Salsa, or sauce in Spanish, is a pureed or chunky-style condiment made primarily with tomatoes and chilies. Its increasing popularity, however, has given rise to many variations, including delectable salsas made with fruit.
Regardless how you like it, salsa is a sensational accompaniment to Mexican foods like crunchy tortilla chips, hearty tacos or juicy enchiladas. It is also a perfect topping for creamy dips, tender
steaks and succulent seafood.
The key to a good salsa is the ingredients – fresh, colorful and full of flavor.
For traditional salsas, the most important component is tomatoes. Ripe roma tomatoes, hot-house tomatoes, or deep red cherry tomatoes make great bases for your salsa. Even though tomatoes do get chopped and combined with many other ingredients, if you use bland tomatoes, you are going to get a bland salsa.
Most authentic salsas call for some kind of chilies or peppers for that quintessential palate-warming taste. Varying the amount and the type of chilies will produce different levels of heat and chile flavor. Jalapenos, habaneras, poblanos, and serranos tend to have the most heat, but can be tempered by removing the inner white membranes and seeds before adding them to the salsa. Another rule is the smaller the pepper, the most heat it has – if you like a milder, sweeter flavor, opt for larger peppers. Bell peppers are sweeter than hot chilies and have just a bit of warmth.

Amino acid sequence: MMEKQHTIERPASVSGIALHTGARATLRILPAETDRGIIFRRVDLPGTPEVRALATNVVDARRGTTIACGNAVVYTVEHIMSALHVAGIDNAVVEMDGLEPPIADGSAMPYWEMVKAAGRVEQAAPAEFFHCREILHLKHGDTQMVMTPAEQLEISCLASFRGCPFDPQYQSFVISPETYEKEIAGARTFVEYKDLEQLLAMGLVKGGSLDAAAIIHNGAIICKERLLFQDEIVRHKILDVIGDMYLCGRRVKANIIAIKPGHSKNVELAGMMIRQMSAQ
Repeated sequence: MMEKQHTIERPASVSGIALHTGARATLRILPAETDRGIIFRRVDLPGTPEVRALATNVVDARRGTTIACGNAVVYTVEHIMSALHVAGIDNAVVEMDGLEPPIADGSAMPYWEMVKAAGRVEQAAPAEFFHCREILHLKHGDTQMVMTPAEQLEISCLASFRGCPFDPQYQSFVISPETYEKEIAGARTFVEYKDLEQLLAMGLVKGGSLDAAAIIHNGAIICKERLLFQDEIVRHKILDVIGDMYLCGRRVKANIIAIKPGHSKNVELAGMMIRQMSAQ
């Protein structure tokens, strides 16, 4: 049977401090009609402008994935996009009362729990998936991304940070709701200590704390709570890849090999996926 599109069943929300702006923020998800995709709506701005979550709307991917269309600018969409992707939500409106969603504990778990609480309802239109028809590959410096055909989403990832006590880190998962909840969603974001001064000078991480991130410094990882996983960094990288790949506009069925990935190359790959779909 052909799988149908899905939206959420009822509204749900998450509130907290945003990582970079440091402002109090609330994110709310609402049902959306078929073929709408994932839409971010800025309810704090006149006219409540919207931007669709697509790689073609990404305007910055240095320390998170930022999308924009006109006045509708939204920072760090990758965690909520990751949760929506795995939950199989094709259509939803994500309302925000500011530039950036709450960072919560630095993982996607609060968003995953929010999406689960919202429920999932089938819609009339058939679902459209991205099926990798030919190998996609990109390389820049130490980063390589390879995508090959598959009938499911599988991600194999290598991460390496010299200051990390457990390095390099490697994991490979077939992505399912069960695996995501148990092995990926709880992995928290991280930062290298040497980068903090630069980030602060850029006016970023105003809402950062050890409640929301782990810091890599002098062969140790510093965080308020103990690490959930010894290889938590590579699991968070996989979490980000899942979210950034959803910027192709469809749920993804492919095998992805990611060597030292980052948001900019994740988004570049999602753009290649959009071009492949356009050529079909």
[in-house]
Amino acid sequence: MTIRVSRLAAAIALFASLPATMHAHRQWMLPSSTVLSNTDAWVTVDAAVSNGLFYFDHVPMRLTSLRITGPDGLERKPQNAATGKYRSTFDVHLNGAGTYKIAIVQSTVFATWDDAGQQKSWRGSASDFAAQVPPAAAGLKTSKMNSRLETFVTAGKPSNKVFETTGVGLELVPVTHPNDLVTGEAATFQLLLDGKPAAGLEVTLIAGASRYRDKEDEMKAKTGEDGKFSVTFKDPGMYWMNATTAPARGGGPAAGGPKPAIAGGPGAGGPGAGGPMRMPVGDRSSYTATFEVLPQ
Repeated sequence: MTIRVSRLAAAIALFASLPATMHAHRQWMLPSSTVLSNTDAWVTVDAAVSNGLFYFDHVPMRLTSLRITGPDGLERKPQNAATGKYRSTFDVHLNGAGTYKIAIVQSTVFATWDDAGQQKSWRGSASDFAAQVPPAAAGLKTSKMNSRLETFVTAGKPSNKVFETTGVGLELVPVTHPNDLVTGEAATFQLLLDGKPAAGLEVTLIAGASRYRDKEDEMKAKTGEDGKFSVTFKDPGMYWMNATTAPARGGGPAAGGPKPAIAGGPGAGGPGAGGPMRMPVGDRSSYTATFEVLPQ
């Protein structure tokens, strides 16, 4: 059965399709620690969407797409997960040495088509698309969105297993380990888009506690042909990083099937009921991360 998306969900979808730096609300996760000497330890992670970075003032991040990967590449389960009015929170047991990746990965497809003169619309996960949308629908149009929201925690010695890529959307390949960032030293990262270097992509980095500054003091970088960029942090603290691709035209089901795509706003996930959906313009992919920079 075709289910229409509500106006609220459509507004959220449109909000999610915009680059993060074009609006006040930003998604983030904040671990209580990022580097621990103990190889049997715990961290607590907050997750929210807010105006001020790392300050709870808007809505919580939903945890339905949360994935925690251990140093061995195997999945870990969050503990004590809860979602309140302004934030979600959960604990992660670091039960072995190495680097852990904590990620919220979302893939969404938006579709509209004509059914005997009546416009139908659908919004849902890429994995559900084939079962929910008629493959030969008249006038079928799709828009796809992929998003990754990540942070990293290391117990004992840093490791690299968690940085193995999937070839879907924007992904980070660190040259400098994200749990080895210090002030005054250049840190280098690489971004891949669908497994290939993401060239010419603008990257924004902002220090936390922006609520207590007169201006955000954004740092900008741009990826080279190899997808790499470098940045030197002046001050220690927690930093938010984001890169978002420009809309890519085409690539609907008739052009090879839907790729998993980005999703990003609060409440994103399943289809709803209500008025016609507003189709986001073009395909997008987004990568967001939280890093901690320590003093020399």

Chopped onions, minced garlic and fresh cilantro are commonly included in salsas and add a nice pungent flavor as well as color and texture.
Avocados and tomatillos, also known as Mexican green tomatoes, can be added for color and texture. The avocados will add a creamy bite, the tomatillos will also provide a tart note.
Citrus juices, particularly lime, and even beer can be stirred in for an extraordinary dimension of flavor. Dried spices, such as cumin, coriander, salt and pepper will add to your salsa's unique taste.
Experiment with different ingredients to find your favorite flavor profiles and texture. For a chunkier salsa, use a knife to chop your ingredients. If you like a thinner consistency, gently puree ingredients in a food processor. However, do not overprocess because liquidy salsa will not hold its place on a chip and will run right out of a taco.
If you think you have a winning salsa combination, enter one of the many salsa competitions:
Basic Salsa Recipe
Makes 6 servings
4 medium vine-ripened tomatoes, cored, seeded, coarsely chopped
1/4 yellow onion, minced
2 jalapeno chiles, stemmed, seeded if desired, minced
1 bunch cilantro leaves, chopped
2 tablespoons fresh lime juice
3/4 teaspoon salt
Pinch of freshly ground black pepper
Combine all ingredients in a large bowl and gently stir. Chill, covered, until ready to use.
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